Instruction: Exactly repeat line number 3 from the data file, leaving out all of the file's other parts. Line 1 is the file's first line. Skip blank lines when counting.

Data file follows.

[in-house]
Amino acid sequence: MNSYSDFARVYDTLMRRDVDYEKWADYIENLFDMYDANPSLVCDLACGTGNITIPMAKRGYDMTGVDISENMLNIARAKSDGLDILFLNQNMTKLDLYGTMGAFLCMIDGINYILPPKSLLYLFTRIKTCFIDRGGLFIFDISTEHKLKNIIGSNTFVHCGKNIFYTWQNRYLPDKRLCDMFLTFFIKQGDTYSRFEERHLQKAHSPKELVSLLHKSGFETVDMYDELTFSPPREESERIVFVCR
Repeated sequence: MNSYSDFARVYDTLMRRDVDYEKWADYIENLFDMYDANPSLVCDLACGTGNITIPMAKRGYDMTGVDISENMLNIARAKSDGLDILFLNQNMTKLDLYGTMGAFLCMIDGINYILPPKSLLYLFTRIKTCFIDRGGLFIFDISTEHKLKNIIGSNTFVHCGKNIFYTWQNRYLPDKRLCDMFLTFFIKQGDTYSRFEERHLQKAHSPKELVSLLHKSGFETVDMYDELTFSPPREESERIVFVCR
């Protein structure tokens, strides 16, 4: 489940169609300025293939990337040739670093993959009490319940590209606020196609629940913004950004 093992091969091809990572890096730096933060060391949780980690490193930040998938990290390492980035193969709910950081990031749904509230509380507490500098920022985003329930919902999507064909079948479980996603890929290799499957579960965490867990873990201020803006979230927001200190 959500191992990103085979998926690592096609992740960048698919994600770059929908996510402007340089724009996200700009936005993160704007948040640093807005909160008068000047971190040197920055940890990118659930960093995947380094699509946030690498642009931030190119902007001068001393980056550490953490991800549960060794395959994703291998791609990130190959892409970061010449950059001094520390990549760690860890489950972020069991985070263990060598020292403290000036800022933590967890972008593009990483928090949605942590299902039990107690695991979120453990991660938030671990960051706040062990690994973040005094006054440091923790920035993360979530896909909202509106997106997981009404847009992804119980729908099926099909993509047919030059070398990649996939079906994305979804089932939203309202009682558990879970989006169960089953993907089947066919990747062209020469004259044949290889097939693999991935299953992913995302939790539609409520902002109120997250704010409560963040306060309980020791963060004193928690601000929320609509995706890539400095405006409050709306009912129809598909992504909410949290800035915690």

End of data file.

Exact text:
Repeated sequence: MNSYSDFARVYDTLMRRDVDYEKWADYIENLFDMYDANPSLVCDLACGTGNITIPMAKRGYDMTGVDISENMLNIARAKSDGLDILFLNQNMTKLDLYGTMGAFLCMIDGINYILPPKSLLYLFTRIKTCFIDRGGLFIFDISTEHKLKNIIGSNTFVHCGKNIFYTWQNRYLPDKRLCDMFLTFFIKQGDTYSRFEERHLQKAHSPKELVSLLHKSGFETVDMYDELTFSPPREESERIVFVCR